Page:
Recollection of Confederate Captain George Baylor, April 10, 1865

    Source citation
    George Baylor, Bull Run to Bull Run: or, Four years in the Army of Northern Virginia (Richmond: B. F. Johnson Publishing Co., 1900), 322-328.
    Date Certainty
    Transcription adapted from Bull Run to Bull Run: or, Four years in the Army of Northern Virginia (1900), by George Baylor
    Adapted by Don Sailer, Dickinson College
    Transcription date
    The following transcript has been adapted from Bull Run to Bull Run: or, Four years in the Army of Northern Virginia (1900).

    On April 8, 1865, [Confederate General John] Mosby's command, pursuant to orders, met at Upperville, and Companies D and H were ordered on a scout down in Fairfax county…. The command assembled on [April] 9th at the appointed time and place, and there I learned, to my great regret and surprise, from a note received from Captain Glasscock, that he would be unable to accompany us on account of his wedding, which would take place in a few days. The command thus devolved upon me. It was an honor little coveted, but one from which I could not shrink. If I had been given a little more time, I might have found myself in an equally excusable situation…

    At daybreak the squadron was mounted and moved in the direction of Burke's Station, trusting our presence had not yet become known to the enemy. But it seems the bird had flown, the Yankees had been apprised of our number, whereabouts and destination. As we approached Burke's Station, we found the mule teams, the object of our raid, gone, our scheme and enterprise frustrated, and the enemy preparing for us a warm reception. Seeing that the expedition was fruitless, we began to retrace our steps and reached Arundels, Lieutenant Carter being in the rear with some twenty men to prevent surprise. Just as the head of the column passed the Arundels house and Fairfax Station road, our men were assailed in the rear, and the rear guard forced into our column, creating some consternation and confusion. The squadron was quickly faced about and the enemy's charge repulsed. But their reinforcements coming up at this time, our men were brought to bay and victory lingered in doubt. Assured that a bold dash would save us, I endeavored to urge our men to charge, but they had now become somewhat dispirited and disorganized, and all attempts in that direction were futile. In this effort I was ably assisted by some of the officers and men of the command. In a short time our line began to waver and break, and retreat was inevitable. About two hundred yards south of Arundels was an open space of ground favorable for cavalry movements. Here I proposed to make a stand, and had succeeded in rallying about 50 men, but when the enemy approached and opened fire they gave way and joined in the retreat. The pursuit lasted until the Occoquan was crossed at Wolf Run Shoals, and it is there that Lieutenant Wiltshire claims the honor of having fired the last shot of the war. I was much mortified at the result of this fight, but felt I had done my best to avoid it. In this engagement my horse was shot in the nostrils and foreleg and nearly succeeded in unhorsing me. Company D in this fight numbered about 75 men, and Company H about 40 men. Opposing us were Companies G, H, and K, Eighth Illinois Cavalry, under Colonel [Charles] Albright, about 250 men. The loss on each side was nearly equal…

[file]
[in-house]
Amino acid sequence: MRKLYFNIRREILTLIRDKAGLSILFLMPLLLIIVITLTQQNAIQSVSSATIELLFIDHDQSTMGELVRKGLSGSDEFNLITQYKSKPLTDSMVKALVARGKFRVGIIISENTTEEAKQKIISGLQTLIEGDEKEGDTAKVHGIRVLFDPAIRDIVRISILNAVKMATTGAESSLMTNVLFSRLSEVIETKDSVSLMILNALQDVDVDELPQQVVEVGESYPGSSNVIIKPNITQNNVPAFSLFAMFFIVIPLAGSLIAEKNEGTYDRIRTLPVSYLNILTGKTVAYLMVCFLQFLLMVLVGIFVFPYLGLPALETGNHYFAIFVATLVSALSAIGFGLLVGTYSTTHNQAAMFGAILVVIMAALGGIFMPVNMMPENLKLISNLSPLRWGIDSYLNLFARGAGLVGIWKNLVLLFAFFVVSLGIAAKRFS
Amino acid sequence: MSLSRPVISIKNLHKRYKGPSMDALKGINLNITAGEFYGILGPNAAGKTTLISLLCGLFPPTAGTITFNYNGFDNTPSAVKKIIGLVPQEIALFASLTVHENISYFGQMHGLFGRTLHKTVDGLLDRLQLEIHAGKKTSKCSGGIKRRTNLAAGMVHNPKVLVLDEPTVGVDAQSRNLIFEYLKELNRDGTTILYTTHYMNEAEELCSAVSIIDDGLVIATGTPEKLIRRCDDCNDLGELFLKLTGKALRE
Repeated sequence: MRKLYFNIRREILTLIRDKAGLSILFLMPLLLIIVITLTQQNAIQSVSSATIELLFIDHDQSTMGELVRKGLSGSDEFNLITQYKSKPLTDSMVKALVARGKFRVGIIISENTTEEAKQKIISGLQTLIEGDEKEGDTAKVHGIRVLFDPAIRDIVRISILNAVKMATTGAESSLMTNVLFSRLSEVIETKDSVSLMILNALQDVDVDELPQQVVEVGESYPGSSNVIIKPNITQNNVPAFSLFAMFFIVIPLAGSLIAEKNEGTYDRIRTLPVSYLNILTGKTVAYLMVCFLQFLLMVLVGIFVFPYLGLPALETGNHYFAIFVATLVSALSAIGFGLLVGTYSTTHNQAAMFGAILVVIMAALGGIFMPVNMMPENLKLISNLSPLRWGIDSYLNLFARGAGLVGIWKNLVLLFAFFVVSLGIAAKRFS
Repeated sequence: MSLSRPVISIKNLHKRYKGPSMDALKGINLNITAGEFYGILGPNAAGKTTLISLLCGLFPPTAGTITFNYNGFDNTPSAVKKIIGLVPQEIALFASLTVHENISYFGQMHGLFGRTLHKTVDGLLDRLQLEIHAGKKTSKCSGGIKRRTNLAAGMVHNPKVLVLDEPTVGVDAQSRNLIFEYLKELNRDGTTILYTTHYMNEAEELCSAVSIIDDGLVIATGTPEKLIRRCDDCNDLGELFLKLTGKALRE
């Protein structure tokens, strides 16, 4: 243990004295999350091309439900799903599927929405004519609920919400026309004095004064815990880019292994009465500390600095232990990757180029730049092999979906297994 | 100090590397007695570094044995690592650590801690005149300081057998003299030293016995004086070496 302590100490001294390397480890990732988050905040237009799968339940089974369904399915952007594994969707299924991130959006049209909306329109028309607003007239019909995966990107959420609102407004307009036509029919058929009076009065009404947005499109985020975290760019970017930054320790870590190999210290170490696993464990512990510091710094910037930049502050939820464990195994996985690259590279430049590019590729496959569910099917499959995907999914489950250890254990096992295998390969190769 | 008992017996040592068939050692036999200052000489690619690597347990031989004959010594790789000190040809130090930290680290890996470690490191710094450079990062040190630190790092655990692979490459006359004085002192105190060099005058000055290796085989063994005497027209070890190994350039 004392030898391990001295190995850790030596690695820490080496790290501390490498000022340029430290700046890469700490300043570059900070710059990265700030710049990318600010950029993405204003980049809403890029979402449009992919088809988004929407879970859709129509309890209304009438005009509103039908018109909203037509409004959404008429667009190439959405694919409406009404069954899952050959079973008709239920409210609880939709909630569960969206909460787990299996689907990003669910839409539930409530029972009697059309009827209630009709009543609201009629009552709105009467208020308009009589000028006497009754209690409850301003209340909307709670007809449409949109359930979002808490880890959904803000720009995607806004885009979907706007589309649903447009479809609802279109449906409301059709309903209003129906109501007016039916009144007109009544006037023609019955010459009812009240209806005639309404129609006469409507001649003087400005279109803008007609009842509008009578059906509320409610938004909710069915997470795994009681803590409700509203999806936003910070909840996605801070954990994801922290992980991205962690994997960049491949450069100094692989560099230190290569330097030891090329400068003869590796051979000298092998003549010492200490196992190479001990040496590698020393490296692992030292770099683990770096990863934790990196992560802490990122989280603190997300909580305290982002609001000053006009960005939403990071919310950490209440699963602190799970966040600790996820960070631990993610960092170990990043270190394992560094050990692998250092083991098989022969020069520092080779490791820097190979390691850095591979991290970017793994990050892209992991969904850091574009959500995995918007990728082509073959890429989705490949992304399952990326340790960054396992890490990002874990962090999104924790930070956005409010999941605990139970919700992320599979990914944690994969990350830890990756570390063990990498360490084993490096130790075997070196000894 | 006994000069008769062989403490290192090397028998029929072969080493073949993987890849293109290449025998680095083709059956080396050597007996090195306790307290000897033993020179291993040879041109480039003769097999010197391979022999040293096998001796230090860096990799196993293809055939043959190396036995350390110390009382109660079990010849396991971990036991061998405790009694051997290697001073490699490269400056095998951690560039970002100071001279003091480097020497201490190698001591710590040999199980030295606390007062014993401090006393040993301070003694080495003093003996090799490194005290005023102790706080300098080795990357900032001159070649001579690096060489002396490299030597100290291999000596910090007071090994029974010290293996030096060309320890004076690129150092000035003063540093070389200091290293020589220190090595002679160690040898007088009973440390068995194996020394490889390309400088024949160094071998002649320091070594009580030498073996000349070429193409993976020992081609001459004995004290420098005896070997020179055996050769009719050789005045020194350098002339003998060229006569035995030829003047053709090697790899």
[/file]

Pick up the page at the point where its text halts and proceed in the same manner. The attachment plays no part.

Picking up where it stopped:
Colonel Albright may have captured a couple of horses, but where he found those provisions I cannot imagine, as Mosby's men had no wagons, or even haversacks. They usually carried their provisions in their stomachs, and not much there on this occasion, as we were without breakfast that morning….[Union] Colonel [William] Gamble seems to think that he had whipped Mosby's men, as usual, like the devil. If he had ever accomplished that feat before, it is not recorded in sacred or profane Yankee history, and if the critic will carefully review the reports from the Colonel himself, the advantage of this occasion will appear exceedingly small, hardly exceeding what Lord Coke would call molliter manus im possuit. Colonel Albright, in his report, admits his loss as two men wounded, five horses killed and four wounded, while he only claims to have inflicted on us a loss of one man wounded, five prisoners, six horses killed and six captured. I hope the devil will never whip him any worse. Our squadron was no part of Colonel Chapman's command, and unlike Colonel Albright's force, far away from any support or base of supplies. If there is any glory in this engagement, our Yankee friends are welcome to it. This was the last fight of the war. General Lee had surrendered the 9th but the fact was only known to us through hostile sources, which were not credited.

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